Ed Kee, the former Secretary of Agriculture, came into our class and educated us on Delaware Agriculture. Ed taught us the 40% of Delaware’s land is farmland and around 30% of that land is permanently reserved by the Aglands Preservation Program. This program was established in 1991 and it helps preserve the farmland by making the land only be able to be sold for agriculture purposes. In Delaware alone, there are about 2,500 farmers and about 1/3 of those farmers till 2/3 of the land. Agriculture in Delaware creates 7-8 billion dollars in economic activity every year. Along with these statistics, Ed also taught us how genetics and irrigations have been helping to improve the yields over the years. Genetics have also helped increase the average cow population. Lastly, I learned how technology is changing everyday and is helping farmers in many ways. One change in technology that really stuck out to me was how an app on a phone can control multiple irrigations at once. From the click of a button, the farmer can change how much water is being put out and how fast the irrigation is moving. This technology is incredible and will help farmers a lot when it comes to saving time and putting out the correct amount of water.
Michele Walfred spoke to our class about social media and the effects it has on professionalism, leadership, and agriculture. Social media is all about branding yourself. It is very important to brand yourself in a professional way. Business owners use social media to gauge if they think you would be a good fit at their company. If our brands do not represent us well and professionally, we most likely would not get the job. Michele not only taught us how to brand ourselves, she also gave us tips on how to be a leader on social media. Advocating for agriculture is another really important topic Michele talked about. The story of agriculture needs to be expanded to the general public so they can be educated about agriculture. When the public is not educated, they will make their own conclusions about what goes on in the agriculture industry and try to bash it on the internet. The stories of agriculture need to be spread on social media so people can begin to see what really goes on in our industry. Michele also showed us some great examples of fake news that showed us what to look out for on the internet since not everything we see on there is true.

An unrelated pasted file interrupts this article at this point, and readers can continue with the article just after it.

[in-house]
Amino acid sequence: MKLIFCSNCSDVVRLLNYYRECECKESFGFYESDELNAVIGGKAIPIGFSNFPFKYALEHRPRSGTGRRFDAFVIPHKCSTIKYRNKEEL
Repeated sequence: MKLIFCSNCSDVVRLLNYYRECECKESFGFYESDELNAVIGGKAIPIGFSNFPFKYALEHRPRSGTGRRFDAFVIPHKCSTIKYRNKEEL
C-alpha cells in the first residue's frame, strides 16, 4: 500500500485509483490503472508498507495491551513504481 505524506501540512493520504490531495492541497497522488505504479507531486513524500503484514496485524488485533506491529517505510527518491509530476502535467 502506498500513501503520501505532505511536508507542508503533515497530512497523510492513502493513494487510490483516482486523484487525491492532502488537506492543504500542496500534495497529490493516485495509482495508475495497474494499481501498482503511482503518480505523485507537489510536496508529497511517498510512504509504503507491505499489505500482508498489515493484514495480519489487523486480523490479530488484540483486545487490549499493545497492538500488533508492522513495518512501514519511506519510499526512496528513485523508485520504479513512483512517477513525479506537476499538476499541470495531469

I have always known how much of an outstanding person Georgie Cartanza was, but in my eyes she was my “Aunt Georgie”, not a Delmarva Poultry Farmer. Throughout her presentation I realized she is not only an amazing aunt, but she is also a hard-working Poultry Farmer. Growing up, watching her raise thousands of chickens every year, I never knew the tremendous impact of her poultry farm. When she came in to speak to my class I learned so much about the evolution of the Poultry Industry. Within the past 6 decades, improvements have been made on technology, ventilation, thermostats, automatic pan feeders, nipple drinkers, and many more. These improvements have enhanced the birds health, welfare, and quality. Organic Poultry Farms, like Georgie’s, have special requirements that they have had to follow in order to raise organic chickens. This is also another example of how the poultry industry is changing due to the demand of organic chickens. Georgie had to incorporate enrichments, outdoor access, windows and many more additions to her poultry houses in order for them to be suitable for growing organic chickens. Along with the evolution of the Poultry Industry I also learned that for every one job in the poultry industry, it creates seven jobs in the community which proves how much of an impact these birds have on the economy.
Saturday, September 7th, 2019, The University of Delaware students took a tour of one of the most well known Poultry Farms in Delmarva. Georgie Cartanza, the owner of the Poultry Farm, gave a captivating presentation about her poultry farm and the Poultry Industry in its entirety. Delmarva is comprised of 12 counties in Delaware, Maryland and Virginia. These 12 counties produce 605 million birds annually which is 9.6% of the national production. This is astonishing considering how small Delmarva is compared to the rest of the Nation. Georgie Cartanza not only gave an informative presentation on the Poultry Industry but she gave us an inside look into the poultry houses where she raises her organic chickens.